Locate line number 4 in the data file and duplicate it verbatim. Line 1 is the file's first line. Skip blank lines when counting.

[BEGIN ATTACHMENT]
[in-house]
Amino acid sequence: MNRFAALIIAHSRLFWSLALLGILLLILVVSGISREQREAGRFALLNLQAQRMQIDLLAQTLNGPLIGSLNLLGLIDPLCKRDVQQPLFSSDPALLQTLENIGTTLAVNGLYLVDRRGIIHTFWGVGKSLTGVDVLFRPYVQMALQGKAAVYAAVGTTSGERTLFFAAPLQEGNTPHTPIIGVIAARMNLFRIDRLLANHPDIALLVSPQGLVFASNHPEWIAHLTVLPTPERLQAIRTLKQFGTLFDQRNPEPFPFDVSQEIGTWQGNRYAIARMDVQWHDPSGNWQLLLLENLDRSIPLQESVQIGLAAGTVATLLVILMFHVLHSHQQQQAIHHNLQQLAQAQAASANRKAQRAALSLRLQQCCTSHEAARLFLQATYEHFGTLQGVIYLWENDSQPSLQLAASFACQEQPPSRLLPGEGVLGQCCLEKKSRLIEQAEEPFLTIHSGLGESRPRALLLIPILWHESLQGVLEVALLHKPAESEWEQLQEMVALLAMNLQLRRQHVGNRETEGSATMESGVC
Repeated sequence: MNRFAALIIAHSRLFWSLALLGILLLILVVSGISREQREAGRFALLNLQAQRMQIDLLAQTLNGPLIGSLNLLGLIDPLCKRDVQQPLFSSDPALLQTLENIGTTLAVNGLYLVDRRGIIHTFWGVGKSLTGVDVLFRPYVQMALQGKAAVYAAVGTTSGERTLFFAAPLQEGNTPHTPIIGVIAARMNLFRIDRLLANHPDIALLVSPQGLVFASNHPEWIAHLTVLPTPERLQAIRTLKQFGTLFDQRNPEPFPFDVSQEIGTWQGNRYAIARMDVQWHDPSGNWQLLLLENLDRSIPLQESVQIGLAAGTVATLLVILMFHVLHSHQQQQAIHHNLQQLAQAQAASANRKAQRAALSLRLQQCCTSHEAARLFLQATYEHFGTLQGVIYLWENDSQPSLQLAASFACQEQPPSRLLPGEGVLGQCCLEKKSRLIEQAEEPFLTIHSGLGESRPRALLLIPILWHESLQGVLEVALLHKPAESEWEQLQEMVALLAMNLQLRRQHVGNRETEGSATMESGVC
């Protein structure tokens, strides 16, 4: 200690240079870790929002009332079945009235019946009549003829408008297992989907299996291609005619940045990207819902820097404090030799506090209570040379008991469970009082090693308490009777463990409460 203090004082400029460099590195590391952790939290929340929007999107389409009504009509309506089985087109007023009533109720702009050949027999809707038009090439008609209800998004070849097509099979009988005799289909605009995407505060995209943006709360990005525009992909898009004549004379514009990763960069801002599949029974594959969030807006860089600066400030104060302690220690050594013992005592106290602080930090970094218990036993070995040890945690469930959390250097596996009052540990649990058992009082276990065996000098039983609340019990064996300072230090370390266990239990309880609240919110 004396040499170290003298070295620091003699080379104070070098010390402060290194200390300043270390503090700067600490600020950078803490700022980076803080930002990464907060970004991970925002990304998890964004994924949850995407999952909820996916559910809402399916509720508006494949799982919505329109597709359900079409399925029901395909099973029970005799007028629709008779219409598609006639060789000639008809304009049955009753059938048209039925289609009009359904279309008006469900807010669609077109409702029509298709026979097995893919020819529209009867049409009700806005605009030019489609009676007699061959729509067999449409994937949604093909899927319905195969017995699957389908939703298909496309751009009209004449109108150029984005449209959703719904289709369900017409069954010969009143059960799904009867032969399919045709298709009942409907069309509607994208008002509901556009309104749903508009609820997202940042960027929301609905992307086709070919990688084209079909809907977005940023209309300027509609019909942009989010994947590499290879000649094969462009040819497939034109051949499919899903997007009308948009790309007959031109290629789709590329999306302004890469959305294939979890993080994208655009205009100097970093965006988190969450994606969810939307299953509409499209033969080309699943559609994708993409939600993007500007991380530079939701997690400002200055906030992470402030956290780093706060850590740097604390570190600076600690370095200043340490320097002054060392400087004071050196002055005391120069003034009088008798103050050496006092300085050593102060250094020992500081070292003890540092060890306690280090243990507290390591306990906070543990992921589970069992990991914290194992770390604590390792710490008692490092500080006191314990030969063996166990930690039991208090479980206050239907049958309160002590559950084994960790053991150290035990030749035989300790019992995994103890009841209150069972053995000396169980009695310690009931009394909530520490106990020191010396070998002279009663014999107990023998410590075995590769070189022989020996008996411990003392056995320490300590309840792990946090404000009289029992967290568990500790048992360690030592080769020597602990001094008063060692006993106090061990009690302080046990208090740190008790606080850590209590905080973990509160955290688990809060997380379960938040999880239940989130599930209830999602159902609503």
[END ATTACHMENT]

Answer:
């Protein structure tokens, strides 16, 4: 200690240079870790929002009332079945009235019946009549003829408008297992989907299996291609005619940045990207819902820097404090030799506090209570040379008991469970009082090693308490009777463990409460 203090004082400029460099590195590391952790939290929340929007999107389409009504009509309506089985087109007023009533109720702009050949027999809707038009090439008609209800998004070849097509099979009988005799289909605009995407505060995209943006709360990005525009992909898009004549004379514009990763960069801002599949029974594959969030807006860089600066400030104060302690220690050594013992005592106290602080930090970094218990036993070995040890945690469930959390250097596996009052540990649990058992009082276990065996000098039983609340019990064996300072230090370390266990239990309880609240919110 004396040499170290003298070295620091003699080379104070070098010390402060290194200390300043270390503090700067600490600020950078803490700022980076803080930002990464907060970004991970925002990304998890964004994924949850995407999952909820996916559910809402399916509720508006494949799982919505329109597709359900079409399925029901395909099973029970005799007028629709008779219409598609006639060789000639008809304009049955009753059938048209039925289609009009359904279309008006469900807010669609077109409702029509298709026979097995893919020819529209009867049409009700806005605009030019489609009676007699061959729509067999449409994937949604093909899927319905195969017995699957389908939703298909496309751009009209004449109108150029984005449209959703719904289709369900017409069954010969009143059960799904009867032969399919045709298709009942409907069309509607994208008002509901556009309104749903508009609820997202940042960027929301609905992307086709070919990688084209079909809907977005940023209309300027509609019909942009989010994947590499290879000649094969462009040819497939034109051949499919899903997007009308948009790309007959031109290629789709590329999306302004890469959305294939979890993080994208655009205009100097970093965006988190969450994606969810939307299953509409499209033969080309699943559609994708993409939600993007500007991380530079939701997690400002200055906030992470402030956290780093706060850590740097604390570190600076600690370095200043340490320097002054060392400087004071050196002055005391120069003034009088008798103050050496006092300085050593102060250094020992500081070292003890540092060890306690280090243990507290390591306990906070543990992921589970069992990991914290194992770390604590390792710490008692490092500080006191314990030969063996166990930690039991208090479980206050239907049958309160002590559950084994960790053991150290035990030749035989300790019992995994103890009841209150069972053995000396169980009695310690009931009394909530520490106990020191010396070998002279009663014999107990023998410590075995590769070189022989020996008996411990003392056995320490300590309840792990946090404000009289029992967290568990500790048992360690030592080769020597602990001094008063060692006993106090061990009690302080046990208090740190008790606080850590209590905080973990509160955290688990809060997380379960938040999880239940989130599930209830999602159902609503």